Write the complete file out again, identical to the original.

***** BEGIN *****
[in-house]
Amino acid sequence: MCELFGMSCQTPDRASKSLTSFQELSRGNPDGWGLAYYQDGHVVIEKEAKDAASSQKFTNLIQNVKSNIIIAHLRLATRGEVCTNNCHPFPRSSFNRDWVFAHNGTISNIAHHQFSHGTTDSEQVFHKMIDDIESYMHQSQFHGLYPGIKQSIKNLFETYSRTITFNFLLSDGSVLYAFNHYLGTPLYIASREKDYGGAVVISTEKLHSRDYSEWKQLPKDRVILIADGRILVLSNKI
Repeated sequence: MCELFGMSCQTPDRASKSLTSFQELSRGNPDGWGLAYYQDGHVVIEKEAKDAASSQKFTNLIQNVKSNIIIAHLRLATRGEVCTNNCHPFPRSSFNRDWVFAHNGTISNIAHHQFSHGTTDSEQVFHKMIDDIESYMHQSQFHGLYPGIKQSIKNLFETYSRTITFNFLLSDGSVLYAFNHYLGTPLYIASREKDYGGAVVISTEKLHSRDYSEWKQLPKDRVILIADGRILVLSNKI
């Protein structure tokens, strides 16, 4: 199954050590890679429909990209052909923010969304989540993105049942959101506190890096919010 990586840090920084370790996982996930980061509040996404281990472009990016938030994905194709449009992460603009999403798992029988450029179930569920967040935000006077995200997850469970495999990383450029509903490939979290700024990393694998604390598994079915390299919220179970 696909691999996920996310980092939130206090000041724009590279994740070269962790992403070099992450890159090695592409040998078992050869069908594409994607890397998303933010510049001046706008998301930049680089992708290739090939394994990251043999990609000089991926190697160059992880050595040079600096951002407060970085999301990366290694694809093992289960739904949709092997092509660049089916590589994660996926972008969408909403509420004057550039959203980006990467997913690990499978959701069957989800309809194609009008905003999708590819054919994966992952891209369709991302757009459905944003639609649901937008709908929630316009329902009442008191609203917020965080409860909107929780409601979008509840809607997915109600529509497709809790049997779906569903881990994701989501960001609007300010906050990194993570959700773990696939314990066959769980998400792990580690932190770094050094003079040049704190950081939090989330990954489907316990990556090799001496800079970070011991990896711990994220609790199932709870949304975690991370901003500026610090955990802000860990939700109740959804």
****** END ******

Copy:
[in-house]
Amino acid sequence: MCELFGMSCQTPDRASKSLTSFQELSRGNPDGWGLAYYQDGHVVIEKEAKDAASSQKFTNLIQNVKSNIIIAHLRLATRGEVCTNNCHPFPRSSFNRDWVFAHNGTISNIAHHQFSHGTTDSEQVFHKMIDDIESYMHQSQFHGLYPGIKQSIKNLFETYSRTITFNFLLSDGSVLYAFNHYLGTPLYIASREKDYGGAVVISTEKLHSRDYSEWKQLPKDRVILIADGRILVLSNKI
Repeated sequence: MCELFGMSCQTPDRASKSLTSFQELSRGNPDGWGLAYYQDGHVVIEKEAKDAASSQKFTNLIQNVKSNIIIAHLRLATRGEVCTNNCHPFPRSSFNRDWVFAHNGTISNIAHHQFSHGTTDSEQVFHKMIDDIESYMHQSQFHGLYPGIKQSIKNLFETYSRTITFNFLLSDGSVLYAFNHYLGTPLYIASREKDYGGAVVISTEKLHSRDYSEWKQLPKDRVILIADGRILVLSNKI
């Protein structure tokens, strides 16, 4: 199954050590890679429909990209052909923010969304989540993105049942959101506190890096919010 990586840090920084370790996982996930980061509040996404281990472009990016938030994905194709449009992460603009999403798992029988450029179930569920967040935000006077995200997850469970495999990383450029509903490939979290700024990393694998604390598994079915390299919220179970 696909691999996920996310980092939130206090000041724009590279994740070269962790992403070099992450890159090695592409040998078992050869069908594409994607890397998303933010510049001046706008998301930049680089992708290739090939394994990251043999990609000089991926190697160059992880050595040079600096951002407060970085999301990366290694694809093992289960739904949709092997092509660049089916590589994660996926972008969408909403509420004057550039959203980006990467997913690990499978959701069957989800309809194609009008905003999708590819054919994966992952891209369709991302757009459905944003639609649901937008709908929630316009329902009442008191609203917020965080409860909107929780409601979008509840809607997915109600529509497709809790049997779906569903881990994701989501960001609007300010906050990194993570959700773990696939314990066959769980998400792990580690932190770094050094003079040049704190950081939090989330990954489907316990990556090799001496800079970070011991990896711990994220609790199932709870949304975690991370901003500026610090955990802000860990939700109740959804």